Similarly, in 2015, the Swinomish Indian Tribal Community sued BNSF in federal court to stop the transportation of Bakken crude oil through its lands. The Quinault Indian Nation, in collaboration with environmental groups, has successfully challenged the granting of a permit for the Grays Harbor Terminal as well as Imperium Bulk Liquid Terminal Facility in Hoquiam, both in Washington state.
The Keystone XL fight is really about Albertan tar sands
Pipeline politics also explains the enormous controversy over the Keystone XL pipeline, where environmentalists have made the running through the Department of State rather than alliance with Native Americans. This pipeline sought to transport crude oil extracted from Canadian tar sands to refineries in the U.S. Gulf Coast where it could be refined and exported overseas. Because the Keystone XL pipeline crosses international borders, it requires TransCanada, the parent company, to apply for regulatory permission from the U.S. Department of State.
There is no evidence that building a new oil pipeline would create a big new environmental problem in itself. After all, the United States already has the largest pipeline network in the world: 1.2 million miles for natural gas, and 150,000 miles for petroleum products. In comparison, the Keystone pipeline is only 1,700 miles long. Environmentalists are fighting Keystone because it will be far harder for oil companies to make use of the Alberta tar sands without the pipeline. Since these tar sands are among the largest oil reserves in the world, this could have a massive secondary impact on global warming.
This explains why environmental groups made the Keystone approval an important litmus test for the Obama administration’s commitment to climate change mitigation. Environmental activism also moved Democratic Presidential candidate Hillary Clinton from apparent support for the pipeline to claiming that “I never took a position on Keystone until I took a position on Keystone.” The Obama administration’s rejection of TransCanada’s application for the pipeline was a victory for the environmentalists because less tar sand will be mined for oil, at least in the short run.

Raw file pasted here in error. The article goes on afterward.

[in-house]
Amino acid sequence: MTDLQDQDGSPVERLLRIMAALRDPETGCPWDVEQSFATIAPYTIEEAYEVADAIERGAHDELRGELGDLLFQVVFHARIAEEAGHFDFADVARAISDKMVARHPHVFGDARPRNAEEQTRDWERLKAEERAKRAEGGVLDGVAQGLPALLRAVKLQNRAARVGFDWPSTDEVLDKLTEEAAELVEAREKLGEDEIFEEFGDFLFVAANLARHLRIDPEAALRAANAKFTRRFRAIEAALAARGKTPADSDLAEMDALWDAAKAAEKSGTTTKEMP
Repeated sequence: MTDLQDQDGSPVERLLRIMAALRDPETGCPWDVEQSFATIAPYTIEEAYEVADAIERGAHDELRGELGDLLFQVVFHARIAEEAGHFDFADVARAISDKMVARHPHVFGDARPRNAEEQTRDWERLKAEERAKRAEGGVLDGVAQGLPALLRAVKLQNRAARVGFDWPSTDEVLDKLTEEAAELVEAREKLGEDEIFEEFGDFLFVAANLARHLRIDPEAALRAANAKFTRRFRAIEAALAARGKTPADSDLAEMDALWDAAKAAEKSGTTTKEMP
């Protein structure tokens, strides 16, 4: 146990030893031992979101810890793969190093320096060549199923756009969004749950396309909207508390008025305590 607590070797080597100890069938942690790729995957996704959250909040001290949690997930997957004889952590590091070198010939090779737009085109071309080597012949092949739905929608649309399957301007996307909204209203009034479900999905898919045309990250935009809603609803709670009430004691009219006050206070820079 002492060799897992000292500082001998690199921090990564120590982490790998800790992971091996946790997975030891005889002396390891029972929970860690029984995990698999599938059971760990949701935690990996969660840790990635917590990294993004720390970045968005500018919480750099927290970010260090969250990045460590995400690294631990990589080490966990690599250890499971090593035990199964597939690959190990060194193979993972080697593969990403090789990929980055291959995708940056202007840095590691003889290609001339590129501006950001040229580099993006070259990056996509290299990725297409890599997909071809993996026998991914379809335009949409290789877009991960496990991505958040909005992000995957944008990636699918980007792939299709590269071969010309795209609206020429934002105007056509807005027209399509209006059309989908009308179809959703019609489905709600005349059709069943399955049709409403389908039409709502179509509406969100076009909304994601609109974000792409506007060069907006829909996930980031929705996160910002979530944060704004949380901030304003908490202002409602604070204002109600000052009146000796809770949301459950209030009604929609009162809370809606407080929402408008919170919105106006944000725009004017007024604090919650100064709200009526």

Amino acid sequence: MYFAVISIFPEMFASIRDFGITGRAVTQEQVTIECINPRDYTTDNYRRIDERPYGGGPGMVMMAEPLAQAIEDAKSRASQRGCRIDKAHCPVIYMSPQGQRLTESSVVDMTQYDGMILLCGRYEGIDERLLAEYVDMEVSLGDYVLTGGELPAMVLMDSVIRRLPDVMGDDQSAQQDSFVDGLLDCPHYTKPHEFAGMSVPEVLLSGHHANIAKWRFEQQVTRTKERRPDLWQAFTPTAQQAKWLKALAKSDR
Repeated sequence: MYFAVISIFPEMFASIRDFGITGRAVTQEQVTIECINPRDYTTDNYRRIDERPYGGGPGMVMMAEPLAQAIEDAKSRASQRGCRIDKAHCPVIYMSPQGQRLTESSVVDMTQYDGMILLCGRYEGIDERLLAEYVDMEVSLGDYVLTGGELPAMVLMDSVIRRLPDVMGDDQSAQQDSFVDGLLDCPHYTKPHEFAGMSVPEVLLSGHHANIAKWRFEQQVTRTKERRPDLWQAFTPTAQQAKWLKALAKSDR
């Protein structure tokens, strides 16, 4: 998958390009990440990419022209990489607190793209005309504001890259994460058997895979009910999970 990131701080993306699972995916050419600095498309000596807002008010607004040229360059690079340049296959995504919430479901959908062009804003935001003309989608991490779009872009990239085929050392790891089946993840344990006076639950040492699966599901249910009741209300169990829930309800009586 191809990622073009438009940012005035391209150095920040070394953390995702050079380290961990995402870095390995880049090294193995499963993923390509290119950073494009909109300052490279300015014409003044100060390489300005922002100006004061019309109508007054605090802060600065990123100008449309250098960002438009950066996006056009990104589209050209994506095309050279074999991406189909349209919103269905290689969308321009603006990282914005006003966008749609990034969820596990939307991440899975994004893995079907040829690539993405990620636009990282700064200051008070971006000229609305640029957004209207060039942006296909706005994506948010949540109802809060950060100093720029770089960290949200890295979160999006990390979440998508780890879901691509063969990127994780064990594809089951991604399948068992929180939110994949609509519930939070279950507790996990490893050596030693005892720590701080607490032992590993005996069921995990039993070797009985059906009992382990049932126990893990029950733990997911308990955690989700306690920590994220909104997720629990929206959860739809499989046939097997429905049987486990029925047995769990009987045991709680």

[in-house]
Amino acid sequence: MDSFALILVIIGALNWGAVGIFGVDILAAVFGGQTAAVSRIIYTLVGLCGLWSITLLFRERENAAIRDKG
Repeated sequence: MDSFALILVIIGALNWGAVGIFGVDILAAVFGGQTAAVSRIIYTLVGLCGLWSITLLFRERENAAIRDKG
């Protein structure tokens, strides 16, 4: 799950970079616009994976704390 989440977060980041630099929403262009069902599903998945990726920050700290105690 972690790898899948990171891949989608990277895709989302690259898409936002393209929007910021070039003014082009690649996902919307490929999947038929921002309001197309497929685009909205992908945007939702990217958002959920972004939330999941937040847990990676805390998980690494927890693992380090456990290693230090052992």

The coal industry is facing another challenge. Given that much of the coal is transported in open railways carriages, communities in the vicinity of railways tracks are exposed to coal dust and face respiratory problems. Environmentalists are now working with local communities and public health activists to stop coal trains from using existing railway tracks that pass through densely populated areas.
Environmental activists — like other political actors — find it hard to get Congress and the executive branch to introduce new laws and regulations. Because the current system has many veto points, this has led them to think creatively about whether choke points elsewhere in the system can be exploited. The energy industry’s need for railroads and pipelines is one such choke point. If activists can band together with actors whom regulators need to take account of, or exert sufficient pressure in their own right, they can be very successful in stymieing the energy industry, and forcing it to take environmentalists’ concerns more seriously.
Nives Dolšak is professor in the School of Marine and Environmental Affairs at the University of Washington.
Maggie Allen is a graduate of the School of Marine and Environmental Affairs and works as a social scientist at the National Oceanic and Atmospheric Administration.